proceed from considerations other than those emphasized in my models,”
redistribution of incomes, paternalistic policies, where “atomistic
competition” is not realistic, and “Myriad ‘generalized economic and
diseconomy’ situations, where private pecuniary interest can be expected to
deviate from social interests.” Notably, in his 1955 paper, Samuelson
states “I regret using ‘the’ in the title of my earlier paper.” In a 1958
paper on “public expenditure theories,” Samuelson notes that a good that
“refuses to fall in my polar case for a pure public good will not thereby
obligingly go into the other polar case of a pure private good,” using the
example of an information good with a zero marginal cost to make his point.

The two characteristics Samuelson used in his “pure theory of public
expenditure” benefit from some reflection, since they capture such a small
subset of goods that governments actually spend money on. Goods that are
both (1) non-rival in consumption and (2) non-excludable exist, but are
rare.

The phrase “non-rival in consumption” eliminates drugs or vaccines as
products, as well as hospital beds, services of health care workers, and
much of what governments subsidize or directly provide. Knowledge is one
good that is often held out as an important good that is non-rival in
consumption, and in the context of COVID-19, this would include the
inventions, data and know-how to make diagnostic tests, drugs or vaccines,
as well knowledge gained by the evaluation of the efficacy and safety of
products.

For knowledge goods, non-excludability can be a hard condition to meet.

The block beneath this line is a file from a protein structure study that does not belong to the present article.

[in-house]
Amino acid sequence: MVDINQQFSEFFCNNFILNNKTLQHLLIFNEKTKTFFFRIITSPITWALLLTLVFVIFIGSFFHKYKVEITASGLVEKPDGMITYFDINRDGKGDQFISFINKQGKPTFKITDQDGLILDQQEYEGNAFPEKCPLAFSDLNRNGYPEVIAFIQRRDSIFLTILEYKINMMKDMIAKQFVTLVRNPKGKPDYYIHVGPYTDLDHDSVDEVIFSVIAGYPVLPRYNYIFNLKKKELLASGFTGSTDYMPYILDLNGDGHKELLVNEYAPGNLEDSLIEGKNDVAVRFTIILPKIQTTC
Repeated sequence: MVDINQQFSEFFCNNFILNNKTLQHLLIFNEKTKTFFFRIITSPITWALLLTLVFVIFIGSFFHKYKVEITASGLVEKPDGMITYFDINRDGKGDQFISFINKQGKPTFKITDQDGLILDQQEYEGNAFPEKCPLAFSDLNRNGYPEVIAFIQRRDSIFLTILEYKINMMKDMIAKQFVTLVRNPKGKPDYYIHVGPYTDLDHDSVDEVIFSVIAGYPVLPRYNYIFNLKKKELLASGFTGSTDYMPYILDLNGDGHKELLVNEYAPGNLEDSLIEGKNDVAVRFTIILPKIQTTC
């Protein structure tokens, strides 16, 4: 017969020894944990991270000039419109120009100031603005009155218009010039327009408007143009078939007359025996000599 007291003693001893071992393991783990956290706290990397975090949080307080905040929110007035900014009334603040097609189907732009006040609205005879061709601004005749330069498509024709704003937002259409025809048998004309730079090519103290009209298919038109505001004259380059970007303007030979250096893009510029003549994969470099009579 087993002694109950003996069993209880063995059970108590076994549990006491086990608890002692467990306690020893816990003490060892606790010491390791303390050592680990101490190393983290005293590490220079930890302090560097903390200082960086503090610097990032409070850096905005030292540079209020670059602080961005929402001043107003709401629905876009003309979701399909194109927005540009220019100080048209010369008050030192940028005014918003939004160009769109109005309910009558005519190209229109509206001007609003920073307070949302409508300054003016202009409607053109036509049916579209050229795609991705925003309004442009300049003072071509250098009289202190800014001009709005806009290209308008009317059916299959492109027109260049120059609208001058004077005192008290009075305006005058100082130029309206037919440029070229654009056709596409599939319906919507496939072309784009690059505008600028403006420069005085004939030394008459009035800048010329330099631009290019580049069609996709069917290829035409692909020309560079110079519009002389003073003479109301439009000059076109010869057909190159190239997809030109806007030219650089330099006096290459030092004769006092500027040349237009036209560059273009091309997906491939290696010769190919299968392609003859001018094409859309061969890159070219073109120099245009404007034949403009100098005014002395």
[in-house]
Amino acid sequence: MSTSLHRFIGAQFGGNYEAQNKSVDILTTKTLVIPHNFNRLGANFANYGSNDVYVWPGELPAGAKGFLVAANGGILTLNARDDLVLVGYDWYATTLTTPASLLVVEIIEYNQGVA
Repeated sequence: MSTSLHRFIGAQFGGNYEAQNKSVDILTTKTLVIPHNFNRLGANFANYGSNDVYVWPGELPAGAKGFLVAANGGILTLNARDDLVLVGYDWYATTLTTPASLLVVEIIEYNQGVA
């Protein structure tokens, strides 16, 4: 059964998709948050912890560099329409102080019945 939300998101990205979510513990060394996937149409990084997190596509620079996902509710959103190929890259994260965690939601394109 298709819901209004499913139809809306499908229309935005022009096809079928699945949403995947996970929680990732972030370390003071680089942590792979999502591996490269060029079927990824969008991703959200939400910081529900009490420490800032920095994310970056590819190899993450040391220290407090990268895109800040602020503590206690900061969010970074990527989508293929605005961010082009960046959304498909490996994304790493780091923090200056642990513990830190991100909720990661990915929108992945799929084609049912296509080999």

Some of the knowledge from the evaluation of the safety and efficacy of
products will also have a non-excludable quality, although recent
developments in regulatory policies on test data have made even that an
ownable and excludable asset in many jurisdictions.

Intellectual property is a term given to a growing set of rights, often
exclusive, that are granted to inventions, expressions, designs, data,
know-how and clinical evidence used for regulatory approvals. The primary
mission of laws governing intellectual property is to make knowledge goods
excludable—even when expressions are published, patented inventions
disclosed or data is cited by governments or published research, or through
various technical protection measures or secrecy, including restrictions on
worker mobility, and non-disclosure and non-compete agreements.

Samuelson anticipated and also reacted to criticism of his definition by
arguing that “in almost every one of the legitimate functions of government
that critics put forward there is to be found a blending of the extreme
antipodal models.” However, Samuelson also ventured that “any function of
the government not possessing any trace of the defined public good (and no
one of the related earlier described characteristics) ought to be carefully
scrutinized to see whether it is truly a legitimate function of government.”

In the context of COVID-19, Samuelson’s 1950s definition of a “pure” public